ScottyJoy writes: I just got home from attending the Lord of the Rings Symphony in Baltimore. It was a wonderful evening. Howard Shore’s friend John Maurceri conducted the Baltimore Symphony with the Baltimore Choral Arts Society (100 voices), Maryland State Boychoir (32 voices), two female soloists (Susan Egan and Tammy Tyburczy), and the boy soprano who was uncredited in the program notes.
The percussion was slightly elevated across the back row of the orchestra and the choir was on risers behind them. The men were in the top two rows spanning the risers, then the next 4 rows had the sopranos (I think) on the conductor’s left, altos on the right, and the boys in the middle. The screen for the Alan Lee/John Howe artwork was in front of the orchestra hanging down from the ceiling. It was a very effective arrangement visually, and the sound was balanced pretty well.
I met one of the singers in the parking lot on his way in to the concert hall. I asked him how rehearsals had gone. He said they had had lots of vocal rehearsals because the music was difficult, not so much in the words, but the notes/chords. They had only practiced twice with the BSO – once last night and again this afternoon. He said they only had to tweak a few things. I wish I had had the opportunity to sit in on rehearsals as FredO did in Pittsburgh.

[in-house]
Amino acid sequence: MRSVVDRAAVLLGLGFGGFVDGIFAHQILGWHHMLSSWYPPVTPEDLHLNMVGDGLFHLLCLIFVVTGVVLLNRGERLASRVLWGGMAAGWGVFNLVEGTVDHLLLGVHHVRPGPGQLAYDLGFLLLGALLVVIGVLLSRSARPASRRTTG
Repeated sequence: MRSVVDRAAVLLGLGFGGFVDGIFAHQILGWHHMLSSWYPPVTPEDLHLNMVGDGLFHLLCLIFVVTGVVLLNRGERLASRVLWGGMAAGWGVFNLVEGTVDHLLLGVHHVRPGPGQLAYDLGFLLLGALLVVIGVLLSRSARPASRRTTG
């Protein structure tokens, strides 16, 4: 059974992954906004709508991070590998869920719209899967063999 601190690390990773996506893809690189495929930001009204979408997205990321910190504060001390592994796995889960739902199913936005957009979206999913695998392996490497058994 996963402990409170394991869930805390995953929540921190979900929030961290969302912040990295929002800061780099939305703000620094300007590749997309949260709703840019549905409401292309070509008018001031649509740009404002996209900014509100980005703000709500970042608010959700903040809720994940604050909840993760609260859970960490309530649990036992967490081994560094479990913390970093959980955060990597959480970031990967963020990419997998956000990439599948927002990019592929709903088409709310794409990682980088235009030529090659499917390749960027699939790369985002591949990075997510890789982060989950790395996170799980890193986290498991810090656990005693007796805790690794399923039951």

My friends and cousins and I had tickets in the 8th row Center. We couldn’t see all the orchestra members or what the percussionists were doing in the back, so maybe someone else can comment on what it was like to be able to see the more unique instruments. I was prepared for the tempos to be somewhat different based on what others have said in different cities. I was surprised that the tempo was accelerated for The Breaking of the Fellowship and Forth Eorlingas. I love those pieces and would rather they had lingered longer. The Lighting of the Beacons was a little slower than the CD, but not annoyingly so, as others have commented.
The featured instrumentalists and the soloists took their artistic licenses, which is one thing that made it unique. The other was the different balance. I really appreciate the mix on the CD now because there is so much going on that is audible. I couldn’t hear as many different sounds when it was live, but an instrument or a vocal phrase would be more prominent than on the CD. When the Chorus’ consonants came through, like their “T”s or “K”s, it was very powerful. The subtle lighting effects also added to the power, as with the red lights on the Choir during Khazad-dum.
We were a pretty symphony-savvy audience, as all the applause was held for the end of the 2nd and 6th Movements. But when we applauded, it was full of enthusiasm and appreciation. We called John Maurceri and soloists back out twice. He seemed very pleased with how it went.
It was a fabulous experience that I only wish had lasted longer, or that I could take in again tomorrow evening. The BSO was splendid, and the Chorus and Boychoir added so much. I really want to thank the singers who devoted the most time over the past weeks to making our two hour trip to Middle Earth feel so real.